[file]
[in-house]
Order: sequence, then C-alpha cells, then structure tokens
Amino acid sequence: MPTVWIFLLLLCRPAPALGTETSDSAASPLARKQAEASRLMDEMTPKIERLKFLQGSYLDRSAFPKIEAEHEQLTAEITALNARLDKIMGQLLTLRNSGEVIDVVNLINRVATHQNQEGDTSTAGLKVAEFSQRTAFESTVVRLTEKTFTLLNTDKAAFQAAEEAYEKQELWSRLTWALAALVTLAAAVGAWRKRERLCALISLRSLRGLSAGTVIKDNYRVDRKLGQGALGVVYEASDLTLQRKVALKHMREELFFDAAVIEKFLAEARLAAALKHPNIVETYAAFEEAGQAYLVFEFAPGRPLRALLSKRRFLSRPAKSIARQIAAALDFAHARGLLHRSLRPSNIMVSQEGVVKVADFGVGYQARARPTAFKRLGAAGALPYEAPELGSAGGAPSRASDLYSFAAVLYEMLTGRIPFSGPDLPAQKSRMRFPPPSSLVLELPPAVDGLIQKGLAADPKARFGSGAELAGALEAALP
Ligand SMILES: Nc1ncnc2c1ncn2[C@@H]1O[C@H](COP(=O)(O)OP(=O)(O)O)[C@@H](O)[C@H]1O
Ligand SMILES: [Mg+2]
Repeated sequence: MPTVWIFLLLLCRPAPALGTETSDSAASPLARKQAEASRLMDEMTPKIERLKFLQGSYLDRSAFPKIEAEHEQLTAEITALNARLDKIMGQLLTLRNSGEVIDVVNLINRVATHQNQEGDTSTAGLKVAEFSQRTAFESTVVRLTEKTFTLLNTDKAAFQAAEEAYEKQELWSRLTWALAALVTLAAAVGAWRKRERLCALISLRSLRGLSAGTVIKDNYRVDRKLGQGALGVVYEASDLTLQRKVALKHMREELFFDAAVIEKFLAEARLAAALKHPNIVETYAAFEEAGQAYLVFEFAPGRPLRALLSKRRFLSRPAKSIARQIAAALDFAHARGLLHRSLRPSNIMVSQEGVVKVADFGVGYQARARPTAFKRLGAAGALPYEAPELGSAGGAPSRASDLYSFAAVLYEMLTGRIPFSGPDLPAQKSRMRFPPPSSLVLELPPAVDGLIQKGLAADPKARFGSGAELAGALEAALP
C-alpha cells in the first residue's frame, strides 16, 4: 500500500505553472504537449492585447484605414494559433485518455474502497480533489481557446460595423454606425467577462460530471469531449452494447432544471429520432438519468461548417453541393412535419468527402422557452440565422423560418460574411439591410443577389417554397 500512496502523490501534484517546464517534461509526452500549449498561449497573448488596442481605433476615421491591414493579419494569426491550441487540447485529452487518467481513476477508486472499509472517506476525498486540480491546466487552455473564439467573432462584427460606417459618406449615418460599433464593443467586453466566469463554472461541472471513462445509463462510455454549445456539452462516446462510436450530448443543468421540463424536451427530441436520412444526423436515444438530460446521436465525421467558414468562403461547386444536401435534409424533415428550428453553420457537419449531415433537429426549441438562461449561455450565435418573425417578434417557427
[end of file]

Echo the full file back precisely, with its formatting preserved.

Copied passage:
[in-house]
Order: sequence, then C-alpha cells, then structure tokens
Amino acid sequence: MPTVWIFLLLLCRPAPALGTETSDSAASPLARKQAEASRLMDEMTPKIERLKFLQGSYLDRSAFPKIEAEHEQLTAEITALNARLDKIMGQLLTLRNSGEVIDVVNLINRVATHQNQEGDTSTAGLKVAEFSQRTAFESTVVRLTEKTFTLLNTDKAAFQAAEEAYEKQELWSRLTWALAALVTLAAAVGAWRKRERLCALISLRSLRGLSAGTVIKDNYRVDRKLGQGALGVVYEASDLTLQRKVALKHMREELFFDAAVIEKFLAEARLAAALKHPNIVETYAAFEEAGQAYLVFEFAPGRPLRALLSKRRFLSRPAKSIARQIAAALDFAHARGLLHRSLRPSNIMVSQEGVVKVADFGVGYQARARPTAFKRLGAAGALPYEAPELGSAGGAPSRASDLYSFAAVLYEMLTGRIPFSGPDLPAQKSRMRFPPPSSLVLELPPAVDGLIQKGLAADPKARFGSGAELAGALEAALP
Ligand SMILES: Nc1ncnc2c1ncn2[C@@H]1O[C@H](COP(=O)(O)OP(=O)(O)O)[C@@H](O)[C@H]1O
Ligand SMILES: [Mg+2]
Repeated sequence: MPTVWIFLLLLCRPAPALGTETSDSAASPLARKQAEASRLMDEMTPKIERLKFLQGSYLDRSAFPKIEAEHEQLTAEITALNARLDKIMGQLLTLRNSGEVIDVVNLINRVATHQNQEGDTSTAGLKVAEFSQRTAFESTVVRLTEKTFTLLNTDKAAFQAAEEAYEKQELWSRLTWALAALVTLAAAVGAWRKRERLCALISLRSLRGLSAGTVIKDNYRVDRKLGQGALGVVYEASDLTLQRKVALKHMREELFFDAAVIEKFLAEARLAAALKHPNIVETYAAFEEAGQAYLVFEFAPGRPLRALLSKRRFLSRPAKSIARQIAAALDFAHARGLLHRSLRPSNIMVSQEGVVKVADFGVGYQARARPTAFKRLGAAGALPYEAPELGSAGGAPSRASDLYSFAAVLYEMLTGRIPFSGPDLPAQKSRMRFPPPSSLVLELPPAVDGLIQKGLAADPKARFGSGAELAGALEAALP
C-alpha cells in the first residue's frame, strides 16, 4: 500500500505553472504537449492585447484605414494559433485518455474502497480533489481557446460595423454606425467577462460530471469531449452494447432544471429520432438519468461548417453541393412535419468527402422557452440565422423560418460574411439591410443577389417554397 500512496502523490501534484517546464517534461509526452500549449498561449497573448488596442481605433476615421491591414493579419494569426491550441487540447485529452487518467481513476477508486472499509472517506476525498486540480491546466487552455473564439467573432462584427460606417459618406449615418460599433464593443467586453466566469463554472461541472471513462445509463462510455454549445456539452462516446462510436450530448443543468421540463424536451427530441436520412444526423436515444438530460446521436465525421467558414468562403461547386444536401435534409424533415428550428453553420457537419449531415433537429426549441438562461449561455450565435418573425417578434417557427